That experience gives the 2002 USF team something to shoot for again, and the mindset of the Bulls will be to reach just as far in every tournament, Eriksen said.
“I think that the taste of being there is in their mouth and they know what it felt like to get there,” he said. “We were young and immature as a team, and some of the young ladies on our team last year were kinda satisfied once we beat Alabama … those were the players that didn’t step up and do the job that they were supposed to do. They’re not here anymore.
“We’ve gone on, and now we have players that really are serious about getting to Sunday every tournament, getting into position to win every tournament.”
If the Bulls are to build on last year’s 43-34 record, their young pitchers must grow up in a hurry. Jessi Kowal, with 24 wins each of the last two years, has moved on, and Jaimie Anderson has also graduated. Jamie Peterka and Cindy Turek left the team suddenly, making sophomore lefty Gail Callinan (13.1 innings in 2001) the only pitcher on the 2002 squad with collegiate experience.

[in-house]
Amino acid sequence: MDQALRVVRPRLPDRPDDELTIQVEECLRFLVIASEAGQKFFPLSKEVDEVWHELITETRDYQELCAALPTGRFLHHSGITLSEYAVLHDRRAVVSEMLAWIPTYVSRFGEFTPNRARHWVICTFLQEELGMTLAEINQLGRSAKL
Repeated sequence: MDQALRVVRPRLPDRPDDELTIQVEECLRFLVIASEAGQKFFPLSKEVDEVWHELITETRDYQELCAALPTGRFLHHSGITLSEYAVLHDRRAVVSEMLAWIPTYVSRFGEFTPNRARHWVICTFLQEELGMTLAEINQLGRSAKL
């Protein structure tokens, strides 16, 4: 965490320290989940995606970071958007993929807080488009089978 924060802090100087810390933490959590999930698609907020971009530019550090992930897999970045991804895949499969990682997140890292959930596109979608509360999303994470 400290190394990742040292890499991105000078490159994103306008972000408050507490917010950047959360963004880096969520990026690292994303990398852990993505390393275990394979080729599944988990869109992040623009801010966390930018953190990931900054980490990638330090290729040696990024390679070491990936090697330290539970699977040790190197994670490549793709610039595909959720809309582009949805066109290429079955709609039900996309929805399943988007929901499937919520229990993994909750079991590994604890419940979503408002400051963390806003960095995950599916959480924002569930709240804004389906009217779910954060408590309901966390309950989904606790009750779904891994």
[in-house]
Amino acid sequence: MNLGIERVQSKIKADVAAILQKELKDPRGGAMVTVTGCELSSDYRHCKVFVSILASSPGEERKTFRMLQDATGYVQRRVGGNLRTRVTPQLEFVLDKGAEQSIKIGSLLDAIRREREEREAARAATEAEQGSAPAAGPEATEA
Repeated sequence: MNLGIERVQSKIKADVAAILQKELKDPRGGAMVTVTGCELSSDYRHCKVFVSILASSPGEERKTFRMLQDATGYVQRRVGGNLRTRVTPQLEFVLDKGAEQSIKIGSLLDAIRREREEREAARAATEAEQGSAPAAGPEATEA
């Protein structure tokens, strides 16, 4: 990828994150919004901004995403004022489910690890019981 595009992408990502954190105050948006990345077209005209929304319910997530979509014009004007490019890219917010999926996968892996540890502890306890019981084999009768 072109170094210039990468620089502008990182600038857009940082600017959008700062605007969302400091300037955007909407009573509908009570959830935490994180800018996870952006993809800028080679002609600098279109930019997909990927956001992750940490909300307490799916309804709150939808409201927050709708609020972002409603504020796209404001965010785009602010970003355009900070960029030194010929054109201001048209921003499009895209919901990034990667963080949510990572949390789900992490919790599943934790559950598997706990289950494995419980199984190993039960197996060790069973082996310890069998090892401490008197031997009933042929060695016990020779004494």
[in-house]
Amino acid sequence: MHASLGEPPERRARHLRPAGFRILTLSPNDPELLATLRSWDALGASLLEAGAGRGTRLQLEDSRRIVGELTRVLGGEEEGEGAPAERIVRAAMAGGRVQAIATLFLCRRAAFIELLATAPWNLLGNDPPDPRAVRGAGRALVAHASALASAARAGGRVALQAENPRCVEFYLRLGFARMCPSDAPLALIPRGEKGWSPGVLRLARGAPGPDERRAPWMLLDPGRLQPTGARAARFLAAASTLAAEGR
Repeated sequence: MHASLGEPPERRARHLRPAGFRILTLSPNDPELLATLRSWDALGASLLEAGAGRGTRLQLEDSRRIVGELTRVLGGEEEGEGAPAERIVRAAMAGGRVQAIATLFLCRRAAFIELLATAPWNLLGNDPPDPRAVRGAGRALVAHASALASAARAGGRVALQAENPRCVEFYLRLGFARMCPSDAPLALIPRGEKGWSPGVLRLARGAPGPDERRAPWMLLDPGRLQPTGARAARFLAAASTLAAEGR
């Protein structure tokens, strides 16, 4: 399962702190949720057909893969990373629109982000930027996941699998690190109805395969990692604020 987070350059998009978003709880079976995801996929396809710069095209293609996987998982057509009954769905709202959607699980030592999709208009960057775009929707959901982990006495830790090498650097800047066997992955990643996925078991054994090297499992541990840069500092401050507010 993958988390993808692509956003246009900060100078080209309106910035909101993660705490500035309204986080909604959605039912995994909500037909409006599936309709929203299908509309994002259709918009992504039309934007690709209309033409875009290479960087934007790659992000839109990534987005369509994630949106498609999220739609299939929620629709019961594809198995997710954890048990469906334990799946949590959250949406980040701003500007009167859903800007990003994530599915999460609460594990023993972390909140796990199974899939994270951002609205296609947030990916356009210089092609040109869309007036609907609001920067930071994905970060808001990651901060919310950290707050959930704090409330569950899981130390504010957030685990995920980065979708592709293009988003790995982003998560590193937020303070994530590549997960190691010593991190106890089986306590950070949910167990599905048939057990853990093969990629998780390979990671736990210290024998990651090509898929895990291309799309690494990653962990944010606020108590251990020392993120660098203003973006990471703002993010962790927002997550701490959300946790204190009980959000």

Redshirt freshman Katie Dugger is slated to hold down the No. 1 slot, and true freshman Niki Trowell will be the second starter. Though experience can be a boon, Eriksen has fond memories of the last time he used two freshman pitchers – in 1996, when Triner and Jennifer Thompson pitched the Bulls into the NCAAs.
Eriksen said he sees some of Triner’s power and mindset in Trowell, while he likens Dugger to Thompson.
“And with Monica and J.T., we didn’t have a (redshirt sophomore) Corin Tassio,” Eriksen said. “You have a pitcher in Corin Tassio that throws it like J.T., has a mindset of a Monica, and she’s only 5-foot-3. She’s a bulldog and she’s a competitor, and she knows the game.
“We’re fortunate this year that we have three kids that can throw strikes.”
On such a young pitching corps, Callinan could be the X-factor. After walking on to the team last season, she pitched almost exclusively to left-handed hitters, impressing Eriksen with her poise and control.